The School of the Art Institute of Chicago’s MFA Show is the culminating presentation of MFA candidates and an opportunity for new and ambitious work to be presented to the public. For more than six months, graduating MFA candidates work with a team of three distinguished Guest Curators and twelve Graduate Curatorial Fellows to envision the exhibition. This invested approach allows for dialogue, process, and collaborative decision-making to guide the curatorial teams as they work together with more than 100 participating artists to bring the MFA Show to fruition over time.
Julie Green: The Last Supper
For fifteen years, ceramicist and painter Julie Green has painted images of death row inmates' last meal requests in cobalt blue mineral paint onto second-hand ceramic plates. She intends to continue making fifty plates per year until capital punishment is abolished. Curated by Elliot J. Reichert
In the storage and transmission of digital information, compression is the process of consolidating data by eliminating non-essential elements. In an critical essay of the same name, curator and writer Tim Griffin applies the concept of ‘compression’ to recent contemporary art. Griffin observes that much contemporary art enacts “a kind of loss even while seeming to present an aesthetic experience entirely intact and whole.” As a form of data, how does a work of art convey an idea while also compressing it? Curated by Elliot J. Reichert.
Steichen | Warhol: Picturing Fame
Steichen ǀ Warhol: Picturing Fame examines the photographic legacies of Edward Steichen and Andy Warhol, two artists who shaped the visions and imaginations of generations of Americans through their iconic images of celebrities, fashion, and popular culture. Curated by Elliot J. Reichert.
Marwa Arsanios: Falling is not Collapsing, Falling is Extending
Drawing a parallel between two distinct narratives inBbeirut’s recent history, Marwa Arsanios’s research looks at the aftermath of the neoliberal project that took shape at the beginning of the 1990s, in the years immediately following the end of the Lebanese Civil War. Starting from a situation that remains present in the recent visual and political memory during the garbage crisis that began in 2014, this exhibition addresses the threatening long-term transformations that are brought about the system of late capitalism, and the local reverberations of this system on Lebanon’s environmental and sociopolitical reality. Curated by Marie Muracciole.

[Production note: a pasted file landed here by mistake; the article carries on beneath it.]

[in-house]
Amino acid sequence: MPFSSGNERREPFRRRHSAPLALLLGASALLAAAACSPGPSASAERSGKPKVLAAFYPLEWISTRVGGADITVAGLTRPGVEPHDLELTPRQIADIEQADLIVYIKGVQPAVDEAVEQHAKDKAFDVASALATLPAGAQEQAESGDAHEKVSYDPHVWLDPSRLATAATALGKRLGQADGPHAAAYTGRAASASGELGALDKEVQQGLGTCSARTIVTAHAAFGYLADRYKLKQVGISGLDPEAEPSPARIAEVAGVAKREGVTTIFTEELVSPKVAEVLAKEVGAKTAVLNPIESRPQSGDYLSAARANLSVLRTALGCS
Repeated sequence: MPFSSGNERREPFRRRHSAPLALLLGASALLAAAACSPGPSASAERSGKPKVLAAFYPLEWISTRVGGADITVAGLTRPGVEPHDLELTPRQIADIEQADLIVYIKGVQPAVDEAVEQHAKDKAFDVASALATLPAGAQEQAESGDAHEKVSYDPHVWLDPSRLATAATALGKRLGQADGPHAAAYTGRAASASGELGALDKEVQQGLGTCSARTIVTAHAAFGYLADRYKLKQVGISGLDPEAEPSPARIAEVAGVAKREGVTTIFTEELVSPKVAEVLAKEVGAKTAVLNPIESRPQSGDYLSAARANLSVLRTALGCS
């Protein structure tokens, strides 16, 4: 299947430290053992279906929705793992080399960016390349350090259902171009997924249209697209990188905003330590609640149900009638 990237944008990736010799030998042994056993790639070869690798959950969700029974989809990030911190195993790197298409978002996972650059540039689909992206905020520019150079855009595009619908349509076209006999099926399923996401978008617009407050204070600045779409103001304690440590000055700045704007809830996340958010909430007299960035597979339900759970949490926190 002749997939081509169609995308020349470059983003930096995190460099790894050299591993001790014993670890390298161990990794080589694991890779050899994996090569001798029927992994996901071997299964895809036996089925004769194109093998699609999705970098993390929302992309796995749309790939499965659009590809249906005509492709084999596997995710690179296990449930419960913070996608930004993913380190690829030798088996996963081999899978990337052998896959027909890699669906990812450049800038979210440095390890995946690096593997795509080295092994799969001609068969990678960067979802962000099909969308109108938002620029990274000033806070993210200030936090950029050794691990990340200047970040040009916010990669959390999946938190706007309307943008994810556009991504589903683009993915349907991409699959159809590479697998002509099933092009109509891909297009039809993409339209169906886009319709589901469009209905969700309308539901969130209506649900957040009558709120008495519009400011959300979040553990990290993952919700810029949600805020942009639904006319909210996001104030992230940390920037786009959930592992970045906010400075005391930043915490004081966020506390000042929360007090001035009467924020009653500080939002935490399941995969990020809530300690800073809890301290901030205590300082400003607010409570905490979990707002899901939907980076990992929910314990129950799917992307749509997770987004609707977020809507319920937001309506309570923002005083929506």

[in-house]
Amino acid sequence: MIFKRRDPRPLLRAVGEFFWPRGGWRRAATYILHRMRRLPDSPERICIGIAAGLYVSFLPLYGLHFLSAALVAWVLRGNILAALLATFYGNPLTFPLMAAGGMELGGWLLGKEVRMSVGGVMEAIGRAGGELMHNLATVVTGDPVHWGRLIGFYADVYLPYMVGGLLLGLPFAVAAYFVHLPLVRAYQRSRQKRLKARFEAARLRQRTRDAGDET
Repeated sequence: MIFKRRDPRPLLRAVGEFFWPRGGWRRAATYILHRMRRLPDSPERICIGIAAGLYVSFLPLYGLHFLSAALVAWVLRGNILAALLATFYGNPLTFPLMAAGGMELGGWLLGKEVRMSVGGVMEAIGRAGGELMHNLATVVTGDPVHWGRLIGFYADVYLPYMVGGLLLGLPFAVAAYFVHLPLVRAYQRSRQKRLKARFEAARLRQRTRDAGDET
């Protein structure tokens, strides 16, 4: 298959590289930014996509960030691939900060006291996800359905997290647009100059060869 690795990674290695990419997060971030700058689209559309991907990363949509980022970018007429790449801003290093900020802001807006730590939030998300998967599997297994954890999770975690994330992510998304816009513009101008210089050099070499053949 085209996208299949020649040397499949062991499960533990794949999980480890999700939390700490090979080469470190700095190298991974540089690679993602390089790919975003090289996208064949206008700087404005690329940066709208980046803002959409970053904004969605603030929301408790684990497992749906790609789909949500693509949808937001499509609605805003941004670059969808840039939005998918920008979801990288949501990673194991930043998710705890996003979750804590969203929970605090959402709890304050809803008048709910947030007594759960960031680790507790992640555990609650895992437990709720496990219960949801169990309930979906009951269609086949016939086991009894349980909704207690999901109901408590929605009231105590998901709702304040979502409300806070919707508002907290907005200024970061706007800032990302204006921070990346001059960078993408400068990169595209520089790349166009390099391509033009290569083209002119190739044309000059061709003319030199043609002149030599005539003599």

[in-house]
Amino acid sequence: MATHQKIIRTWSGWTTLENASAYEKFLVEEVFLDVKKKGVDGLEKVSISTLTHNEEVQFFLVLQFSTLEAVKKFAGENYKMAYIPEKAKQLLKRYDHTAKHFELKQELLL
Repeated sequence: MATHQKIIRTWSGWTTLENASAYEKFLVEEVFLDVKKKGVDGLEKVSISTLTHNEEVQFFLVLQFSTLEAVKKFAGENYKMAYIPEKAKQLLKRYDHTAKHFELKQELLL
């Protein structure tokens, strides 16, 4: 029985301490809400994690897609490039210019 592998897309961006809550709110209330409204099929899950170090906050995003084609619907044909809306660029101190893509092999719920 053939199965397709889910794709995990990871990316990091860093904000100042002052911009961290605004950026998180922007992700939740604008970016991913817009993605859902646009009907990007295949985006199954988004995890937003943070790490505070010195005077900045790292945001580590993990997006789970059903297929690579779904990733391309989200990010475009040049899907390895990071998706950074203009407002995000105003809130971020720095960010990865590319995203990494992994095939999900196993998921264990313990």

Allan Sekula: Photography at Work
Photography at Work shows the work of the late american artist Allan Sekula, an influential photographer, writer, filmmaker, theorist and critic who died in 2013. sekula’s works have been a unique reference in debates and conversations about photography, art and politics for over 40 years. Curated by Marie Muracciole.
Hassan Khan: The Portrait is an Address
Although Hassan Khan has a long and profound relationship with Beirut (starting with Akram Zaatari’s transit visa project in 2001 running through several editions of homeworks) The Portrait is an Address is his first solo exhibition in any context in this city. Curated by Marie Muracciole.
Unravelled is a group exhibition that deals with embroidery in contemporary artistic practice. organized in collaboration with the Palestinian Museum and co-curated by Rachel Dedman and Marie Muracciole, it brings together a number of widely-acclaimed international and regional artists.
Wangechi Mutu: A Fantastic Journey
Wangechi Mutu: A Fantastic Journey is a comprehensive and innovative exhibition of works by the international artist Wangechi Mutu—her first survey in the United States. Spanning the mid-1990s to the present, the exhibition unites more than 50 pieces, from the artist’s most iconic collages to rarely seen early works and new creations.
Terry Adkins: Recital
Recital brings together a selection of work from the past 30 years by artist and musician Terry Adkins. Combining sculpture and live performance, Adkins has described his approach to art-making as being similar to that of a composer. His sculptures re-purpose and combine a range of materials, such as fiberglass propellers, wooden coat hangers, parachute fabric, and a variety of musical instruments in a process that the artist calls “potential disclosure,” which aims to reveal the dormant life in inanimate objects. Curated by Ian Berry.